Consider people with disabilities this season

Shari Cooper is one of our regular community contributors.

One of my favorite well-known holiday songs is “What Do The Lonely Do At Christmas?,” performed by the R&B group The Emotions. You can find it pretty easily on YouTube.

Although it’s a beautiful song with a lovely melody, I used to think it was the saddest song I’d ever heard. The holiday season is not a happy time for everyone, especially if your funds are low or you have no one to spend it with.

Often, people with disabilities fall victim to the holiday blues; many do not have much money, and true friends are sometimes hard to come by. Most people attend parties or celebration festivities around the holidays. Many people with disabilities, however, are often left out of joyous occasions due circumstances beyond their control.

If I want to attend a holiday party, most likely I won’t go by myself because I need assistance, whether it is having someone transport me or assisting in fixing a plate of food. Also, what if the place where the party is being held has steps and I assumed it didn’t? Yes, I’m fully aware the responsibility is on me to check accessibility ahead of time — but at that moment, I’m not only embarrassed for myself and whoever is with me, but also feeling tremendous anxiety because I can’t get in.

This is just one of my dilemmas, but think about people with other disabilities. A person who’s blind may rely on a seeing-eye dog and the public establishment where the party is being held may not allow service animals (although it’s against the law to deny access to a public space for this reason, according to Americans with Disabilities Act). What’s one to do? You could speak up and possibly cause a scene, but who wants to do that when all you really want is to have fun? This can really be another real “Debbie Downer” situation.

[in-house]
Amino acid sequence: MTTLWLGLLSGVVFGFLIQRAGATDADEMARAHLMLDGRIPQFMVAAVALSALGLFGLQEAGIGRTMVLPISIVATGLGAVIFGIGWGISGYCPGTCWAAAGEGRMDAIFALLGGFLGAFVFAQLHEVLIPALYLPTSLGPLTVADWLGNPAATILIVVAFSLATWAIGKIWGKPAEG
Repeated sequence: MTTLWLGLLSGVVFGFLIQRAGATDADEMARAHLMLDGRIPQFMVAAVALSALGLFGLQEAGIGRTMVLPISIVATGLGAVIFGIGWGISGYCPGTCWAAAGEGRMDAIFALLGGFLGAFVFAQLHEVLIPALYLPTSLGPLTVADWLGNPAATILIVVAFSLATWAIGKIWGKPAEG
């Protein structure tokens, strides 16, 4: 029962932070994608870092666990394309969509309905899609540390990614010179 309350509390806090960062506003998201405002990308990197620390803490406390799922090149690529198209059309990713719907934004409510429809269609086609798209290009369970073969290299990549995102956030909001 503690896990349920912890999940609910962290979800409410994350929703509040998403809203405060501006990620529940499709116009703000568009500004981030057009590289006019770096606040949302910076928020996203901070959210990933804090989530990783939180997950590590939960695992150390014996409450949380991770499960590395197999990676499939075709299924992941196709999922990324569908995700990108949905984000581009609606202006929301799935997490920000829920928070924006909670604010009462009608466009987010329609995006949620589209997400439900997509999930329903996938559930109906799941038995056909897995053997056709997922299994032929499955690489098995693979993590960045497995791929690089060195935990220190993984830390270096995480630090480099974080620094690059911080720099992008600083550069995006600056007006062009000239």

So, what can one do to help with holiday depression? Here are a few tips from the Mayo Clinic:

• Stick to a budget: Money is tight, so don’t let your wants to buy expensive gifts outweigh your pockets.

• Try DIY gifts: One year, I created my mother a gift basket with all her favorite things, from perfume to cough drops, and she loved it!

• Reach out: There are many groups that cater to assisting people over the holidays. Volunteering is another way one can lift their spirits and make new friends.

• Plan ahead: Use time management. Don’t try to do everything in a small amount of time. Bake, shop, clean or wrap gifts ahead of time.

Finally, one of my own personal tips for helping with holiday depression:

• Create your own fun: If you can’t go to the party, bring the party to you! Don’t forget to invite people who might be in the same situation so they can have fun, too.

Perhaps these holiday tips will help cure or at least ease holiday depression this year. Let us all be aware of others who may be feeling blue this holiday season and give the gift of friendship.


‘Often, people with disabilities fall victim to the holiday blues; many do not have much money, and true friends are sometimes hard to come by.’